The Malta Independent 17 July 2024, Wednesday
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Climate change: health, fossil fuels and the excessive deficit procedure

Carmel Cacopardo Sunday, 23 June 2024, 08:39 Last update: about 25 days ago

During July 2023’s heatwave, in Malta, it was reported that 21 persons died of dehydration and other heat-related symptoms. The heatwave was compounded by repeated power cuts, which made matters much worse.

News agencies are reporting that intense heat in Saudi Arabia, by the time of writing, has been the cause of over 1,000 deaths of Hajj pilgrims to the holy city of Mecca.

Various environmental websites are commenting on a report just published by researchers at the University of Portsmouth on the heat risks of the Paris Olympics, due next month. The report, entitled Rings of Fire: Heat Risks at the 2024 Paris Olympics, warns, that excessive heat could result in athletes collapsing or even dying when participating in sporting events.

The report makes reference to the deadly 2003 heatwave in France: then, 14,000 persons died as a result of heat-related symptoms.

Much worse is expected this year. 2023 was the warmest year ever. The global average temperature during 2023 has surpassed the threshold of a 1.5 degrees Celsius increase over the pre-industrial age temperature agreed to at the 2015 Paris Climate Summit.

The European continent is warming at an alarming rate, much faster than other regions. The Mediterranean is much worse off. Earlier this week Euronews has reported that as heatwaves hit Cyprus, Greece and Turkey, death tolls are rising. In Crete, Athens and the Peloponnese peninsula temperatures have soared above the 40-degree mark, exceeding 44 degrees in Crete.

This is the present, unfolding before our eyes. The future can be much worse. It is not yet inevitable; however, it may soon well be. Earlier this year the European Environment Agency published the first European climate risk assessment. In a 425-page report we were told that climate change is a multiplier of risks: existing risks will get much worse. We are extremely slow in developing and implementing climate change adaptation strategies. Climate risks are growing much faster than our preparedness.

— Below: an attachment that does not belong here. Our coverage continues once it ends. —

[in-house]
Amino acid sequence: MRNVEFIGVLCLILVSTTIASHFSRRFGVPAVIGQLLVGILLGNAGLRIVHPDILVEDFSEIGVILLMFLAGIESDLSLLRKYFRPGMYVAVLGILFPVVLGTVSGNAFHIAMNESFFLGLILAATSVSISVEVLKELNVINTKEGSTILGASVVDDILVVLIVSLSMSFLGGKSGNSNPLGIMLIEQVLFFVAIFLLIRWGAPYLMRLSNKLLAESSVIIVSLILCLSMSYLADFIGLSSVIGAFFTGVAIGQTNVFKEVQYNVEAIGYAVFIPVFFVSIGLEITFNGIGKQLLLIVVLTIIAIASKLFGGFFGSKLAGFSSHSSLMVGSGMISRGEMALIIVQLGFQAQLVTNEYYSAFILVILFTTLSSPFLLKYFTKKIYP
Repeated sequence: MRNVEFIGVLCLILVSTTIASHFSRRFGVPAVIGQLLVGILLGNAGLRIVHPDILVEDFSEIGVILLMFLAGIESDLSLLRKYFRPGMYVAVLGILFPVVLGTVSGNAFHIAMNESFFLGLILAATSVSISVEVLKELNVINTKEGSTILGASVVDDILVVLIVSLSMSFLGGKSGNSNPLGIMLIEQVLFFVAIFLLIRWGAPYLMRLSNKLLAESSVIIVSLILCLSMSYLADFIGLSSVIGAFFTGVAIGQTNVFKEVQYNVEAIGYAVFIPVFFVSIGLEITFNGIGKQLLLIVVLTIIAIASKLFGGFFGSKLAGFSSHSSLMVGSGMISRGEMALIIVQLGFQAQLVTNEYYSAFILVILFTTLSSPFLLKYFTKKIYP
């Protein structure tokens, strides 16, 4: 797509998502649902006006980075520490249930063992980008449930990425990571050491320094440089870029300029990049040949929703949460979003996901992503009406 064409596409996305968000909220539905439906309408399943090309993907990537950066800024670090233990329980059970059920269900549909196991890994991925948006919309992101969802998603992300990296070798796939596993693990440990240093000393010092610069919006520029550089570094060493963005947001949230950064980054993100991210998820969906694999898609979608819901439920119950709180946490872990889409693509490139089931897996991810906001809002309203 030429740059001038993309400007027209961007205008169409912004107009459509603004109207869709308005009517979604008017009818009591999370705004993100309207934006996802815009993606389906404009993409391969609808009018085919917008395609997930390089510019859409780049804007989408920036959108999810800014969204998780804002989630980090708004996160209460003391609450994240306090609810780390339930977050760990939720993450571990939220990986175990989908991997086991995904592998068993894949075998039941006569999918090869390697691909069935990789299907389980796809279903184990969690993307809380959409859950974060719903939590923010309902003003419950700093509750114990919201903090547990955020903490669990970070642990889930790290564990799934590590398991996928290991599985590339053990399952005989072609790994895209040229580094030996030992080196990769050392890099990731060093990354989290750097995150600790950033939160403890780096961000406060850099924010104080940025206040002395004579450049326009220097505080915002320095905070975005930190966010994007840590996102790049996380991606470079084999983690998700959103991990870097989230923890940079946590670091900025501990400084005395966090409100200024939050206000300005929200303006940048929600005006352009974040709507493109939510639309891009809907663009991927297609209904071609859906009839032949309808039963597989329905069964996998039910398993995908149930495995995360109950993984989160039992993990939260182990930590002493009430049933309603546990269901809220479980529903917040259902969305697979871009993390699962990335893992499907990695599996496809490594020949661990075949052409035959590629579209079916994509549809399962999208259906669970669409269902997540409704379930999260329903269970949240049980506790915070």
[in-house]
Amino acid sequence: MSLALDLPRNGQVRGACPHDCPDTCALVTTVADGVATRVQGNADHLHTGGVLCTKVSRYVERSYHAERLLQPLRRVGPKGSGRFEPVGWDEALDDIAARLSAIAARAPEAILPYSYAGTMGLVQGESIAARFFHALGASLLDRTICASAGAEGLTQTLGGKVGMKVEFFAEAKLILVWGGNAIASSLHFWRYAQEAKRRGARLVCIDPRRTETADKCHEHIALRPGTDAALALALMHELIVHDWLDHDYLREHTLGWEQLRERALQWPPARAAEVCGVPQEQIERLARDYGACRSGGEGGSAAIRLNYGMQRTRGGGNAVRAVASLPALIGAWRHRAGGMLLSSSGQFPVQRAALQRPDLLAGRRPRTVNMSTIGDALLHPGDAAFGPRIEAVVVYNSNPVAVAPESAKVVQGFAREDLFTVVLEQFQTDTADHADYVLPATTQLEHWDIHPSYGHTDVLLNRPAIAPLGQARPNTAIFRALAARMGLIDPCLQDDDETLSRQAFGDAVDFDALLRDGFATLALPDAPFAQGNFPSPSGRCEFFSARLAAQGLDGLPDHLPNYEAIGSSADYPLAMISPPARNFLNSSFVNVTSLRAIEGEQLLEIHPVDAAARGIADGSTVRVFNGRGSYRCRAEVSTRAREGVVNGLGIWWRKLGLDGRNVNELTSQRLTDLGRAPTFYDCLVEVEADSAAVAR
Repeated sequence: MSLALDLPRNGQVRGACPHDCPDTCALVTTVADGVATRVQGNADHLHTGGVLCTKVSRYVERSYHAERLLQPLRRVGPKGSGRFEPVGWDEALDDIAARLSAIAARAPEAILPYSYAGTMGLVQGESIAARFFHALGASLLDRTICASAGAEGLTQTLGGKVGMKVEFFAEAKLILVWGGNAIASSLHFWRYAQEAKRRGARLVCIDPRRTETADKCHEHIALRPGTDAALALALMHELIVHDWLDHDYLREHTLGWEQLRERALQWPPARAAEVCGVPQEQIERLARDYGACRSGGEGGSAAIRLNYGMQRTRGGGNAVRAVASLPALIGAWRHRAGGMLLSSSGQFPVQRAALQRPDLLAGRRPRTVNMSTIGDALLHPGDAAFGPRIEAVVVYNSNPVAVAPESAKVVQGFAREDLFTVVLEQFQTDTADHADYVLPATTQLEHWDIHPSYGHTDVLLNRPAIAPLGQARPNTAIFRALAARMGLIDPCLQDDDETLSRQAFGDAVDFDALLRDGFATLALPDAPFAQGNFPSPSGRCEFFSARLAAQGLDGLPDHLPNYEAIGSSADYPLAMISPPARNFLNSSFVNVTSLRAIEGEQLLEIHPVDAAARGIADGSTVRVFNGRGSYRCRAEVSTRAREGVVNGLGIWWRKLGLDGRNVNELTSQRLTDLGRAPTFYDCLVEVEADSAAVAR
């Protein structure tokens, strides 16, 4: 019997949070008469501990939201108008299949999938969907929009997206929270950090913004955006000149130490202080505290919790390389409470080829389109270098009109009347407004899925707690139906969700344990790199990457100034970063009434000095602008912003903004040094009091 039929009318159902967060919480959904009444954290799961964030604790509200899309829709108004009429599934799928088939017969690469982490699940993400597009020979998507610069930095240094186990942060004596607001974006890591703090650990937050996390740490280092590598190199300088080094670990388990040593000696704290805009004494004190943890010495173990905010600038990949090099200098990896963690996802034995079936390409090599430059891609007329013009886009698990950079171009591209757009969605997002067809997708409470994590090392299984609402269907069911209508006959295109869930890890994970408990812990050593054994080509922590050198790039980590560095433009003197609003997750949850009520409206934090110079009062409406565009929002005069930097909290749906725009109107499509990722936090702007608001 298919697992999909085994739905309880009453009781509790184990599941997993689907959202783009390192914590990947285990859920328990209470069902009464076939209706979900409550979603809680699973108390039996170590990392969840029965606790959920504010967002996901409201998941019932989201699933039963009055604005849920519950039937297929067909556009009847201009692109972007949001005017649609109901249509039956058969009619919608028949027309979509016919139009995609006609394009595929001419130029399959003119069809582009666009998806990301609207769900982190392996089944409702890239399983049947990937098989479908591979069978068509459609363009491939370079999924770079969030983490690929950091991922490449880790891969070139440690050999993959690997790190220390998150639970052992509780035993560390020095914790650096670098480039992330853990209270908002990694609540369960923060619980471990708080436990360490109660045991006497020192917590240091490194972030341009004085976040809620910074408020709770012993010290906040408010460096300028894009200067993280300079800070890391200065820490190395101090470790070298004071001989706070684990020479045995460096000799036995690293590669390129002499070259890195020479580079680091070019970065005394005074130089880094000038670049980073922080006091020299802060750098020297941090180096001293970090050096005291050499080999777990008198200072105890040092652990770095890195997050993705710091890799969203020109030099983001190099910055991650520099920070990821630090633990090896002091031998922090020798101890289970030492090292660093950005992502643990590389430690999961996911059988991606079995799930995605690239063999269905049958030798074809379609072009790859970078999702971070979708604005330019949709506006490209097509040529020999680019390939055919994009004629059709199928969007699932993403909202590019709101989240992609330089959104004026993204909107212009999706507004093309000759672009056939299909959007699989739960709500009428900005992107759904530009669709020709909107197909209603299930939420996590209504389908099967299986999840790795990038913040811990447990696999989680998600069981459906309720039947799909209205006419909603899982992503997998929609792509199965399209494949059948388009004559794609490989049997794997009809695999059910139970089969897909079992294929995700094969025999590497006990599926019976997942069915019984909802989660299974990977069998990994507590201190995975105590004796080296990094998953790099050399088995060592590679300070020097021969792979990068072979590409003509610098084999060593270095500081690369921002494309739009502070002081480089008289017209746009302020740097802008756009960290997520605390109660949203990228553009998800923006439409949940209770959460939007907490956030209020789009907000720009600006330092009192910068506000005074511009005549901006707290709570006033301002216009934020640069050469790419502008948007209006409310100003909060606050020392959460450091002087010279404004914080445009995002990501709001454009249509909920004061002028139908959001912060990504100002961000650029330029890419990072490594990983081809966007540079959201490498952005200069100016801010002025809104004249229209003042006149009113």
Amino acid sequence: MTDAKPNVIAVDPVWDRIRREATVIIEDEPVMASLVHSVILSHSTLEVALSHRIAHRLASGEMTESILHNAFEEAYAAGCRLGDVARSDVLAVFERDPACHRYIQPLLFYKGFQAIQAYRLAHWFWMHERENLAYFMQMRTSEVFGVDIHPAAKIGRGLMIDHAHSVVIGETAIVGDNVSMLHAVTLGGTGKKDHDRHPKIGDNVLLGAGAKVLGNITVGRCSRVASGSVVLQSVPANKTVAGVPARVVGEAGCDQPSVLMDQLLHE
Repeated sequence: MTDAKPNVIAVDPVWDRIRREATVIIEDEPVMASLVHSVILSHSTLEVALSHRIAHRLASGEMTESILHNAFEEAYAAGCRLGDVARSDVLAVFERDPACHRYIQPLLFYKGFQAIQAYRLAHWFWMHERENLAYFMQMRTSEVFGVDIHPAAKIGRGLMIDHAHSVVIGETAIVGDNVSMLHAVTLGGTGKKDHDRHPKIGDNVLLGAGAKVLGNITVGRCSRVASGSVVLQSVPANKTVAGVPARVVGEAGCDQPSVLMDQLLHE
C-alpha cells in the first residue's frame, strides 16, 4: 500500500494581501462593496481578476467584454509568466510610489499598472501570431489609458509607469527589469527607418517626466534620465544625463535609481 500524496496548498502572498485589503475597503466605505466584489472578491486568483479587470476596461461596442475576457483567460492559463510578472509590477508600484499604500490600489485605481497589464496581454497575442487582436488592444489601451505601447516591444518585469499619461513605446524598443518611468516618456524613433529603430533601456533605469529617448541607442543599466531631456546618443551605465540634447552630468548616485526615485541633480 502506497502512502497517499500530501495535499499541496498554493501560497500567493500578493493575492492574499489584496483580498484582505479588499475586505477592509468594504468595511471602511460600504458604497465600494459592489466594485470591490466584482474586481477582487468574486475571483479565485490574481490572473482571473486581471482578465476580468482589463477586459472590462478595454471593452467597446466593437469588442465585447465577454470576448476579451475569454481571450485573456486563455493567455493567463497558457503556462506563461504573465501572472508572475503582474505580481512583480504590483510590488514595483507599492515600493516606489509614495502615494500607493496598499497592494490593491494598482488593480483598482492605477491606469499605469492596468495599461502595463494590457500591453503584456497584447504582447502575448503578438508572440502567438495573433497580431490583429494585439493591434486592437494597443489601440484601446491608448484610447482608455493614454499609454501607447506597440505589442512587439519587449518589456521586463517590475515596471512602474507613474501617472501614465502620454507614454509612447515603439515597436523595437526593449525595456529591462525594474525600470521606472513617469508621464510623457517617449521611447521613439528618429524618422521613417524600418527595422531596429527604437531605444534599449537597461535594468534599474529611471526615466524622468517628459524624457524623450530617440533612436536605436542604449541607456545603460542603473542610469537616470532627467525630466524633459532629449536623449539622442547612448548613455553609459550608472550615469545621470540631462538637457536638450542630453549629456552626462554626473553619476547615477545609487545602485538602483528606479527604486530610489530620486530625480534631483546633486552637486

The impacts of climate change affect all of us, but most of all they effect the vulnerable amongst us. Whether it is floods or drought, extremes of temperatures or rising sea levels, at the end of the day it is the vulnerable and the poor who shoulder most of the burden which results. Environmental degradation and social injustice are intertwined.

Earlier this week Brussels has warned the tenant at Castille Place that Malta is risking being subject to the excessive deficit procedure in view of its excessive budget deficit. Among the essential measures Brussels is insisting once ore that Malta addresses fuel and energy subsidies as well as traffic congestion.

While fuel subsidies can be done away with the soonest, it is a different story with energy subsidies. They need to be redesigned in order to focus on helping the vulnerable. It does not make sense to subsidise everyone and everything.

Similarly with traffic congestion. We need to encourage activity which does not need a car. For example, the proliferation of supermarkets all over the island is making matters worse. Encouraging local shops of various sizes would encourage the regeneration of various urban areas and contribute to a reduction of car movements in our roads.

In this sense the regeneration of green spaces in or close to urban areas is a splendid idea. However, to make sense this initiative has to be integrated within an urban vision which places the human person and his/her needs at the centre of our land use planning.

A possible solution is the 15-minute city concept, mostly associated with Paris and architect Carlos Moreno. This initiative seeks to address our needs and integrating them with those of nature.

The aim is to encourage self-sufficient communities, where all basic needs are just a walk, or a bike ride away from your home. As a result we would gradually be addressing our addiction to the car, which, as a result we would need less and less. There would even be less need of fuel subsidies. It is a realistic future, particularly in a small country, where almost everywhere is a stone’s throw away.

This is a practical application of the principle of urban proximity, as a result of which cities move away from the use of fossil fuels into a vehicle free era. It is the mobility modal shift we require in this day and age to effectively deal with the emissions linked to private transport. Thereby addressing subsidies, climate change and the excessive deficit procedure too!

This is the ideal future. Ensuring an adequate quality of life and respecting our surroundings.


An architect and civil engineer, the author is a former Chairperson of ADPD-The Green Party in Malta.  [email protected] ,


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